ICOM 9 – 9th International Conference on Mycorrhiza


ICOM 9

My team will be attending the next International Workshop on Edible Mycorrhizal Mushrooms in Cahors (France) next october 2016. This workshop was created as a small group from the large International Conference on Mycorrhiza to be able to discuss just topics about edible mycorrhizal mushrooms, as most topics on ICOM are related to endomycorrhizas, the ones mostly used for agriculture.

The next ICOM 9 – 9th International Conference on Mycorrhiza will be in Prague, Czech Republic   July 30 to August 4,2017

And after the french coming, the next IWEMM-9 will be in México in July 2017!

Just received information about this new conference, just in case anyone is interested to attend:
http://www.fungiofegypt.com/Conference/

Cheers

Marcos S. Morcillo

About trufflefarming

CEO of Micofora. Truffles and edible wild mushroom science and farming. Researcher, truffle farmer & mycologist
This entry was posted in truffle conferences congress workshops, Uncategorized and tagged , . Bookmark the permalink.

2 Responses to ICOM 9 – 9th International Conference on Mycorrhiza

  1. andresh3 says:

    Hi Marcos,

    When we host truffle hunts, people often ask about the requirement for frosts for truffles. My usual response is that this is an urban myth and that the very large production in Western Australia clearly indicates that it is not a requirement as they do not have frosts in general. Others have commented that the lack of frosts may contribute to a reduction in aroma from WA truffles. I think it is more likely that the sheer quantity of truffle being harvested means that there is more chance that truffles will not be harvested at their peak. Boutique growers typically harvest individual truffles at their absolute peak, which cannot be done on a commercial scale – I can hear the cries of the WA growers baying for my blood already… lucky I have a thick peridium.

    Appreciate your thoughts on the cause and effect of frosts on truffle quality.

    Andres

    ________________________________

    trufflefarming posted: ” My team will be attending the next International Workshop on Edible Mycorrhizal Mushrooms in Cahors (France) next october 2016. This workshop was created as a small group from the large International Conference on Mycorrhiza to be able to discuss just t”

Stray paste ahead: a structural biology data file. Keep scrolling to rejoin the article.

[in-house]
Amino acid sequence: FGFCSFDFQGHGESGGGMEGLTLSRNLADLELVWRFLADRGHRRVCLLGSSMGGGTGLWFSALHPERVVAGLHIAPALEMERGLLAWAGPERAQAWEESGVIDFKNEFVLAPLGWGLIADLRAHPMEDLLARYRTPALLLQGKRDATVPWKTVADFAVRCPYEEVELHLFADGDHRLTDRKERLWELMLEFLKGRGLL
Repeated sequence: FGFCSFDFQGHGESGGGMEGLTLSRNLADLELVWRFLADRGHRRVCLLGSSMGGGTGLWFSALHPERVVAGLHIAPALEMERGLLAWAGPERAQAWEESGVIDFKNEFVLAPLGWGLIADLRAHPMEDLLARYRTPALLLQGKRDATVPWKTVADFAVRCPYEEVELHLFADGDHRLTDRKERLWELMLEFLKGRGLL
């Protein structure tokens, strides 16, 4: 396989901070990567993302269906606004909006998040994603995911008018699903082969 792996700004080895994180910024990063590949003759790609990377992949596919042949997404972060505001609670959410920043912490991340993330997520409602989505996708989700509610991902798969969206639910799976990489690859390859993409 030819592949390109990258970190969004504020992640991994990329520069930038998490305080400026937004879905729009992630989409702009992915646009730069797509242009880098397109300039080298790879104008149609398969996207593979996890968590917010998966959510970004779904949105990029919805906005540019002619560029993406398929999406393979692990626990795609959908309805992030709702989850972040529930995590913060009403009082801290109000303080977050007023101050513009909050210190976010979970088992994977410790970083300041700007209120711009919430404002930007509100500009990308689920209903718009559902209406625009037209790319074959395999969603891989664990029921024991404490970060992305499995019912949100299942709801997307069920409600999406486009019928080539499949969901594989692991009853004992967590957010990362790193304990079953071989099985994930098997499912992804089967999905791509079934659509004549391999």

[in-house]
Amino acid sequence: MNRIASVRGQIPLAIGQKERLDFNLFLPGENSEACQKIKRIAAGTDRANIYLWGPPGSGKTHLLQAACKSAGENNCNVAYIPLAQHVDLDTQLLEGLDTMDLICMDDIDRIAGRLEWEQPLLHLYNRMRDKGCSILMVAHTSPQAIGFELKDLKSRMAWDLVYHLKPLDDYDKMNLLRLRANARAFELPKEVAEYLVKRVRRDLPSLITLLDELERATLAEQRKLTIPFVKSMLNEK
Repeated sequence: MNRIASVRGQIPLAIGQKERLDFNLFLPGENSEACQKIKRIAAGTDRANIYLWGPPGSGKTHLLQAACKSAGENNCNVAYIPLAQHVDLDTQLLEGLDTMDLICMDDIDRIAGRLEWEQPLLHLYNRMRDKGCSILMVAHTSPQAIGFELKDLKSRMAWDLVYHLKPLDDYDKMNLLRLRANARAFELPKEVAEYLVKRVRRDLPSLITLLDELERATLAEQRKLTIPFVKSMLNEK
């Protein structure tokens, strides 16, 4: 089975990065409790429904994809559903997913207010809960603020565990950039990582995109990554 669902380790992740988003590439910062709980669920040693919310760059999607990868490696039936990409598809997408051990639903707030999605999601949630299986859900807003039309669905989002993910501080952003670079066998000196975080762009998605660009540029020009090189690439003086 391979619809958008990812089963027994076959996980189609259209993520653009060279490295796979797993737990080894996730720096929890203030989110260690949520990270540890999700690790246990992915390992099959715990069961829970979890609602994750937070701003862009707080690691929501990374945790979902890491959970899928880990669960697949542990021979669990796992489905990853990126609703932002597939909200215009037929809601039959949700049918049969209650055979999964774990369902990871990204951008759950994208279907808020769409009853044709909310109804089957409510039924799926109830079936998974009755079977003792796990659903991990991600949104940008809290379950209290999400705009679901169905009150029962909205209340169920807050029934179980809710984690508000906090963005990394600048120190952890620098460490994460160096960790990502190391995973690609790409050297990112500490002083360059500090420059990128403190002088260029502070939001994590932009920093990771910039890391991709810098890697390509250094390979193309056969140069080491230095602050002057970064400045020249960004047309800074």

• Hi Andres,
      great question but no answer for it!
      There is no really scientific data about how many cold hours or frost days are needed for truffles to get ripe or if this may affect their aroma.
      On the other hand we know frost may damage shallow truffles. Heavy frosts damage fruit bodies completely and sometimes fruit bodies may recover from light frosts and then (specially the upper part) becomes like “cork”…
      Popular culture in Spain says we need cold for the black truffle to get the aroma, so something should be behind that, we don´t know for sure.
      We know bacteria play a major role in aromas, and Pseudomonas enjoy medium temperatures but not cold, maybe there are some bacteria that enjoy cold that produce some VOCs we are not detecting in normal studies. Note in most studies the VOCs analyzed are just the main 16 ones, so we don´t detect slight modifications in aroma complexity.

      The other day I was talking about that with Dr. Pedro Marco, who will give a workshop on truffle aromas in our barcelonatruffletour.com. he suggested that we can maybe see the picture from the other side:
      Maybe T. melanosporum makes a more complex aroma profile because normally it fruits in colder areas, and to avoid frost damage, fruit more deep in the ground and so need to make heavier aromas to be found by wild animals…
      The summer truffle, that is getting ripe in warmer conditions (during the summer) produces a less pungent aroma. Could it be because it normally fruits more shallow, close to the surface and then need less pungent and complex aroma to be found by the wild boar?

      As you can see Andres, just ideas to think about, but not really answers 😉

      Hugs,
      Marcos

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